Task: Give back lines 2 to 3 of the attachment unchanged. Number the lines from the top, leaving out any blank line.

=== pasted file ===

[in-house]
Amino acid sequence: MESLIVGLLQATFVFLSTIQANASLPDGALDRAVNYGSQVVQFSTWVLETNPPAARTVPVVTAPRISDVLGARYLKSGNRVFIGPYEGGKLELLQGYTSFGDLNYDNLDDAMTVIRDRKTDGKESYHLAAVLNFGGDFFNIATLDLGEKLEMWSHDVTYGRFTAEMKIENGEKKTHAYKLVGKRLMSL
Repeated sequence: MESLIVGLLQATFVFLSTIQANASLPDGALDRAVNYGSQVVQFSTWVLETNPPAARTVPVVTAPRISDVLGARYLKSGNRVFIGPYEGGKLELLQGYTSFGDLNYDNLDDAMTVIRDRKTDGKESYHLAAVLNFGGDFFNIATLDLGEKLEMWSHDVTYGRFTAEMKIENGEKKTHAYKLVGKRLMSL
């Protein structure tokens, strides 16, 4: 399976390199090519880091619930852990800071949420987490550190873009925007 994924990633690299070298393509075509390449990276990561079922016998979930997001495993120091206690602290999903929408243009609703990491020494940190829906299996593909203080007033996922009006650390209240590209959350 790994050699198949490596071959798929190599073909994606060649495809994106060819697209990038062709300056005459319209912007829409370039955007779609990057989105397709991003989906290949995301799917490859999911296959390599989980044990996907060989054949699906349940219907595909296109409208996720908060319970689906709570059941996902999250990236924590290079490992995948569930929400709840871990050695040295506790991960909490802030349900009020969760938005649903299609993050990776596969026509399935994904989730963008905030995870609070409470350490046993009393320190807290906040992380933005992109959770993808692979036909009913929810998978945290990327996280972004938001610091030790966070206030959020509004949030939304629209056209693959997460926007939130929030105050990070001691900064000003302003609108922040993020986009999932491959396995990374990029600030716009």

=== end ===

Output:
Amino acid sequence: MESLIVGLLQATFVFLSTIQANASLPDGALDRAVNYGSQVVQFSTWVLETNPPAARTVPVVTAPRISDVLGARYLKSGNRVFIGPYEGGKLELLQGYTSFGDLNYDNLDDAMTVIRDRKTDGKESYHLAAVLNFGGDFFNIATLDLGEKLEMWSHDVTYGRFTAEMKIENGEKKTHAYKLVGKRLMSL
Repeated sequence: MESLIVGLLQATFVFLSTIQANASLPDGALDRAVNYGSQVVQFSTWVLETNPPAARTVPVVTAPRISDVLGARYLKSGNRVFIGPYEGGKLELLQGYTSFGDLNYDNLDDAMTVIRDRKTDGKESYHLAAVLNFGGDFFNIATLDLGEKLEMWSHDVTYGRFTAEMKIENGEKKTHAYKLVGKRLMSL